How to Prevent 7 Common Prescription Mistakes


Multitasking and distractions during work are the leading cause of dispensing errors.

Pharmacy practice

Pharmacy errors occur for many reasons. Some can be avoided by simply improving how staff function within a pharmacy, since multitasking and distractions during work are the leading causes of dispensing errors.1

“Take steps to minimize distractions as much as possible when pharmacists are working on orders,” said Deborah Sadowski, RPh, MHA, director of pharmacy services at Deborah Heart and Lung Center in Browns Mills, New Jersey. This includes having sufficient staffing to allow pharmacists to work without routine multitasking and interruptions. Adding barriers to work stations can help pharmacists improve concentration without outside distractions.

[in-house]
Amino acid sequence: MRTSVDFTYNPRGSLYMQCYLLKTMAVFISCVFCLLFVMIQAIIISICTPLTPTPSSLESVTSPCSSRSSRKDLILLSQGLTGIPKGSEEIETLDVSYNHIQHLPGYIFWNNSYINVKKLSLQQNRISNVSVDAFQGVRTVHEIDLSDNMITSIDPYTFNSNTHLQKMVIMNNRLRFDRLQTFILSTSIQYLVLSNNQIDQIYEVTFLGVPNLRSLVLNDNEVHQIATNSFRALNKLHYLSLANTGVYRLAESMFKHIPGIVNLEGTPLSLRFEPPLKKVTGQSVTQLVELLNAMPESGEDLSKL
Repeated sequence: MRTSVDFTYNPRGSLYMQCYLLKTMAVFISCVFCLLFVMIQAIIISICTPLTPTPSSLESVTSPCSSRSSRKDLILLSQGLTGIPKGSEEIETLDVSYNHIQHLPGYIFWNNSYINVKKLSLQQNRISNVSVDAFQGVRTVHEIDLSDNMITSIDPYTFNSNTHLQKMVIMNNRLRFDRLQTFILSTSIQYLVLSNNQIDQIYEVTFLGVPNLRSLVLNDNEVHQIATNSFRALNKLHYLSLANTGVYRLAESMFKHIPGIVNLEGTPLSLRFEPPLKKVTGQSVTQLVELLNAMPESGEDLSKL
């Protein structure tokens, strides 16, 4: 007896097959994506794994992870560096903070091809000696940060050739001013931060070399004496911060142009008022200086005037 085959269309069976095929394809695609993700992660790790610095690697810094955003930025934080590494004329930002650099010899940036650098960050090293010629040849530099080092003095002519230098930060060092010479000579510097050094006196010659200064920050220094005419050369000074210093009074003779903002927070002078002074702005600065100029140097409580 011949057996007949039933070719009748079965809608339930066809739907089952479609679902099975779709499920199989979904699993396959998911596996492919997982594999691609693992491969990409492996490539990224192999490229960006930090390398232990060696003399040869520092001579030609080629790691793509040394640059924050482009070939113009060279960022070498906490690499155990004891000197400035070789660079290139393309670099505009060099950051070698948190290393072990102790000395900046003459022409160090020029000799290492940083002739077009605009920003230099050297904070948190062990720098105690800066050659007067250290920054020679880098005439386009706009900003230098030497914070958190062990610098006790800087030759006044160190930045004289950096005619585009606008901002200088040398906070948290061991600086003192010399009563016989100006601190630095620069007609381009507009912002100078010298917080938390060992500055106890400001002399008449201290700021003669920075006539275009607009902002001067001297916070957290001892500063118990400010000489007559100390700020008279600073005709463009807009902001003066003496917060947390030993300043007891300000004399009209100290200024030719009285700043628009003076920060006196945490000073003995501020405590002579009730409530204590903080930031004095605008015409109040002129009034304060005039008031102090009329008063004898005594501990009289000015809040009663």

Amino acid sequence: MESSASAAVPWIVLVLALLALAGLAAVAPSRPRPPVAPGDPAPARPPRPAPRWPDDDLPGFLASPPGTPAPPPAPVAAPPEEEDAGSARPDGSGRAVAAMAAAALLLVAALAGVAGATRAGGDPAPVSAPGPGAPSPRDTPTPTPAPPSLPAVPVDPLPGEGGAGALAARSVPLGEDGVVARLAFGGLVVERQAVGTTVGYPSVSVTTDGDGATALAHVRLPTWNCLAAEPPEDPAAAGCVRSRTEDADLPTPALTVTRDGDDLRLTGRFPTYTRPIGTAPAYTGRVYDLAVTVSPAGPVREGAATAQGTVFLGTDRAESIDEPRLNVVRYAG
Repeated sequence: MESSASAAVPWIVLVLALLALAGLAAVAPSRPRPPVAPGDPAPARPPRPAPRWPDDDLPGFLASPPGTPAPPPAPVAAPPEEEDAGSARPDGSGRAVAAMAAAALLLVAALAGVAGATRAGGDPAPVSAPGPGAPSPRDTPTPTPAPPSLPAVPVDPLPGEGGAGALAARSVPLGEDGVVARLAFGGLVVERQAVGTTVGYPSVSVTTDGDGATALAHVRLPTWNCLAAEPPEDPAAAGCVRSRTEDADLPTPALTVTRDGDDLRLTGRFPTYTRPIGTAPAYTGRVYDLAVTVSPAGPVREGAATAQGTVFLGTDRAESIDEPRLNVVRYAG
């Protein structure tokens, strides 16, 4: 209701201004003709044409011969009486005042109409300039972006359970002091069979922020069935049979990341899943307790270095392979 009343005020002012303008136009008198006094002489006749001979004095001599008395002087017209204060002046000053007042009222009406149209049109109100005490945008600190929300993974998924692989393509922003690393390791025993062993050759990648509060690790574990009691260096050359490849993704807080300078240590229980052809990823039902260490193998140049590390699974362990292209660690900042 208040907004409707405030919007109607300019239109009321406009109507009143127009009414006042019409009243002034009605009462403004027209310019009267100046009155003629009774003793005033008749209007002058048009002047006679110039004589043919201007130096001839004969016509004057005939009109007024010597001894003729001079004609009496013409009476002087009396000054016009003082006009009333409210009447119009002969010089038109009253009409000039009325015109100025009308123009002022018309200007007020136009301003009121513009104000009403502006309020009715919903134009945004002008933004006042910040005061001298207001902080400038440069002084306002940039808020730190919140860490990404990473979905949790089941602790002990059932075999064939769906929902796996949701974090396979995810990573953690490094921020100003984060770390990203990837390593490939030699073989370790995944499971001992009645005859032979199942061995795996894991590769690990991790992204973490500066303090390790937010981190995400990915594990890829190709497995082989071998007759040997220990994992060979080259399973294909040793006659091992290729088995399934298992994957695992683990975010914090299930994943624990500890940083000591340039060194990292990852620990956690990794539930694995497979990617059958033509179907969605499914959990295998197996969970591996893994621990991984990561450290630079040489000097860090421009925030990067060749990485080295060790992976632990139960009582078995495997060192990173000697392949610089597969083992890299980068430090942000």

Hossam Maksoud, PharmD, chief executive officer at Community Care Rx, Hempstead, New York, said that optimum organization of one’s work space, work environment, and workflow has also been shown to markedly reduce dispensing errors. Proper lighting, adequate counter space, and comfortable temperature and humidity can help facilitate a smooth flow from 1 task to the next, which reduces the chances of dispensing errors.2 Developing a routine for entering, filling, and checking prescriptions helps in organizing workflow. In addition, working with 1 drug product at a time and affixing the label to a patient’s prescription container before working on the next prescription can help prevent mix-ups.